|Budget Amount *help
¥17,600,000 (Direct Cost : ¥17,600,000)
Fiscal Year 1993 : ¥2,500,000 (Direct Cost : ¥2,500,000)
Fiscal Year 1992 : ¥15,100,000 (Direct Cost : ¥15,100,000)
1. Cell/substratum adhesive structures of Rous sarcoma virus transformed cells : We observed that Rous sarcoma virus transformed-cells developed both podosomes under the center area of ventral plasma membrane and peripheral adhesion along the cell periphery. Podosomes moved actively on a time scale of minutes, while peripheral adhesions scarecely moved. Contractlie proteins (actin, myosin, caldesmon and tropomyosin) were enriched within the podosomes, which may be responsible for the active movement of podosomes. By contrast, the proteins were not acumulated in peripheral adhesions, where integrins, alternatively, were enriched. These findings suggest that the two adhesive structures may participate in different functions when the cells invade into tissues ; firstly, the cells attach stably on the tissue via peripheral adhesions, and secondly, the podosomes invade into the tissue while activly moving and secreting proteases.
2. Target proteins of annexin VI in brain : To elucidate the r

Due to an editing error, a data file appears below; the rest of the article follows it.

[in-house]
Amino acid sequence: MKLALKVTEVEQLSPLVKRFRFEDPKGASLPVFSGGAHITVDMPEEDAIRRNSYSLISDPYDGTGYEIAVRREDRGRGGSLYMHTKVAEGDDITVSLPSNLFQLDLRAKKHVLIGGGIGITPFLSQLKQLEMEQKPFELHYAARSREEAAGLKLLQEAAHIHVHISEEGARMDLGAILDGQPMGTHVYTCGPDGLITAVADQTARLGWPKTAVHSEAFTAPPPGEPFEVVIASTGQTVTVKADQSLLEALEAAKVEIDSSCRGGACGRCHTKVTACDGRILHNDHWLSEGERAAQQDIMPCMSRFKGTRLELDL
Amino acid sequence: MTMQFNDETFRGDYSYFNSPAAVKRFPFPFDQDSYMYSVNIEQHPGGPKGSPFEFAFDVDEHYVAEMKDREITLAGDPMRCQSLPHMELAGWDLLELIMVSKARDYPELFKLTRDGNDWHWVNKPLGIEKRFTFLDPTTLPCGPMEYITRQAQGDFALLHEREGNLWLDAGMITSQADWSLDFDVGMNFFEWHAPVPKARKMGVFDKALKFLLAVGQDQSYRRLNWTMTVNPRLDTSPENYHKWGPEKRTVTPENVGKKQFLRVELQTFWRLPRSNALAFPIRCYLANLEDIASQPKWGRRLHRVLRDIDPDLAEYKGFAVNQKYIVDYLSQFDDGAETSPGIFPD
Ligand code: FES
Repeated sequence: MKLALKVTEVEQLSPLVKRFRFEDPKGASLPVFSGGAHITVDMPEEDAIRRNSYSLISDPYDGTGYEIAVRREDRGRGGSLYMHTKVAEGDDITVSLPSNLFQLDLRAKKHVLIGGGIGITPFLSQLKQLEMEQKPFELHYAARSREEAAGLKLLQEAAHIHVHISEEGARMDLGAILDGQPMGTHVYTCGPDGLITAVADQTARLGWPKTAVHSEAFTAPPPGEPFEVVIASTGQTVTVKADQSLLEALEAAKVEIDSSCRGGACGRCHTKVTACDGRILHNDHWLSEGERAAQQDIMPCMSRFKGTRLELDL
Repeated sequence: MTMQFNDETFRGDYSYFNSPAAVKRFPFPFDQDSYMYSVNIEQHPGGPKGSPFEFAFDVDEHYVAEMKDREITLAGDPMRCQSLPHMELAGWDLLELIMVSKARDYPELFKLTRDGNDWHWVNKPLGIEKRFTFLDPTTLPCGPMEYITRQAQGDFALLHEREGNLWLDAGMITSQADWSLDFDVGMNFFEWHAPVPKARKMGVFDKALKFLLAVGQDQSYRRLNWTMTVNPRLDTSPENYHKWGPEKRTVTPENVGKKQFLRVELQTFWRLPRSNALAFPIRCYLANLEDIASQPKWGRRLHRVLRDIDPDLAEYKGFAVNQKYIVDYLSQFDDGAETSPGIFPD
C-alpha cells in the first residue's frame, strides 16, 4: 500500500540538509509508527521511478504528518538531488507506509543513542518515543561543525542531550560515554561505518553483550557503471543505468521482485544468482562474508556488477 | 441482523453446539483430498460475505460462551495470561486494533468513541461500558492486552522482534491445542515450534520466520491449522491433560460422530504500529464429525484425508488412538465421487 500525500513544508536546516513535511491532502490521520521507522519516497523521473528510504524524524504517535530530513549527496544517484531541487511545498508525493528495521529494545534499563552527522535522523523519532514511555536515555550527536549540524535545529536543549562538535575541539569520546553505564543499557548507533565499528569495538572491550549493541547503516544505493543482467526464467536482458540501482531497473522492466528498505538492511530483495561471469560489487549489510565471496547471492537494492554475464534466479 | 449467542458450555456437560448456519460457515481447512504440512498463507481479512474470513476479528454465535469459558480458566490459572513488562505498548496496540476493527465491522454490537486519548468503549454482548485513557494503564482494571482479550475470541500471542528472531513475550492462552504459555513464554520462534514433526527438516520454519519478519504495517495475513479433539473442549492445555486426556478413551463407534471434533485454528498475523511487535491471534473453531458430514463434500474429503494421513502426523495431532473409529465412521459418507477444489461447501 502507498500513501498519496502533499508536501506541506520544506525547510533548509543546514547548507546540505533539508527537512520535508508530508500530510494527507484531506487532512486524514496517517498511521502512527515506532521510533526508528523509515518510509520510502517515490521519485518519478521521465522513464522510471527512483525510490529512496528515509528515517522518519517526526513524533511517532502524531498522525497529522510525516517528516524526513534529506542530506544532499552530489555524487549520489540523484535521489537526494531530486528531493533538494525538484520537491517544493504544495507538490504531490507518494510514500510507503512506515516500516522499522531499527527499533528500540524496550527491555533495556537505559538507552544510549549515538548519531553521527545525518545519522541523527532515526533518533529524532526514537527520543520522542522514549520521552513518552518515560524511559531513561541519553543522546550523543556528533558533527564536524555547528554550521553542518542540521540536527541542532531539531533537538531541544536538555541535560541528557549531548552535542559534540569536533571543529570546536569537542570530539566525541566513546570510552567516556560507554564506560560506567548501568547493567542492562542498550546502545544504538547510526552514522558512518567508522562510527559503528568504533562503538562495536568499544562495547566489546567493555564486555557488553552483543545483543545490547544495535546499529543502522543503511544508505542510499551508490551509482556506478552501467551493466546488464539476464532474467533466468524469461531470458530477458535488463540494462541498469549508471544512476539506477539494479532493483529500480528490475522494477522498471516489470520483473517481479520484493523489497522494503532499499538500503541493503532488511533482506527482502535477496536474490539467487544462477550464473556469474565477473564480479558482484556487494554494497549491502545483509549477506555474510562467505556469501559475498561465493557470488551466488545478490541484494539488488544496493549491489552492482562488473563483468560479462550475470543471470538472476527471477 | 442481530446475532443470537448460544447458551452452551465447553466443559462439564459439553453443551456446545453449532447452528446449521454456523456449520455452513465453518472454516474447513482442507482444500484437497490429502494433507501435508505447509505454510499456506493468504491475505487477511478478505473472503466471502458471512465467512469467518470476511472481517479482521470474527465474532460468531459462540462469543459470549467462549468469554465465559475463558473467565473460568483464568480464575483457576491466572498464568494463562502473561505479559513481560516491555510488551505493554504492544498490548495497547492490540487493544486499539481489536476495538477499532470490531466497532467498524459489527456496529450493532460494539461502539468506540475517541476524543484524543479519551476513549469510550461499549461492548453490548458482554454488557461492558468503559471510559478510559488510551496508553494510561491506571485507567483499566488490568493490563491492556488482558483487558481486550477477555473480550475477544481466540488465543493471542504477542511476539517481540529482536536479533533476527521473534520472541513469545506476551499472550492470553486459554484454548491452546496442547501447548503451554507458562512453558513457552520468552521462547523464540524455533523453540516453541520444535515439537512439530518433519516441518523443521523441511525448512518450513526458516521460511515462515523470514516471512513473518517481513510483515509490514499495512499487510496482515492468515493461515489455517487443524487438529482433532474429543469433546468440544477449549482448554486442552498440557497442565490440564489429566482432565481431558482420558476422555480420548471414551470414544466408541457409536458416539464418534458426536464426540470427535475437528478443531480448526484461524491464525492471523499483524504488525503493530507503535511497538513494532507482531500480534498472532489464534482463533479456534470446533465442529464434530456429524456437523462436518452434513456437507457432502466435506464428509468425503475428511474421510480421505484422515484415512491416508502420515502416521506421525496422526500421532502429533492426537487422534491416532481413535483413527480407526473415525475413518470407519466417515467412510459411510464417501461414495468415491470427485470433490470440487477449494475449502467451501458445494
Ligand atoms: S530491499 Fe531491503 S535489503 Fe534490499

oles of annexin VI, we searched proteins interacting with annexin VI in the rat brains. Annexin VI bound to 15 spieces of proteins in a Ca^<2+> and phospholipid dependent manner. Of these proteins, about 5 proteins were enriched in the cytoskeletal fraction. One of these proteins was identified to be calspectin. Annexin VI bound to calspectin, inhibiting the F-actin crosslinking activity of calspectin. These observations sugget that annexin VI may be involved in many neuronal functions including Ca^<2+>-dependent regulation of the membrane cytoskeleton.
Actin and actin binding proteins, and motile cell/substratum adhesive structures of neural cells : Cultured neurons possess highly motile cell/substratum adhesive structures called growth cones at tips of neurites. Actin filaments, myosin, caldesmon, tropomyosin and gelsolin were enriched within the growth cones, which may be responsible for the active movement and Ca^<2+> sensitivity of growth cones. We found out that cultured astrocytes also developed highly motile adhesive structures along the processes and termed the adhesion ruffling contact. The movement of ruffling contact was similar to that of growth one. The contractile proteins and gelsolin were also accumulated in the adhesions of astrocytes as well as in growth cones and the podosomes. These findings show that the contratile protein and gelsolin may be molecular bases for the active movement of these motile adhesion. Less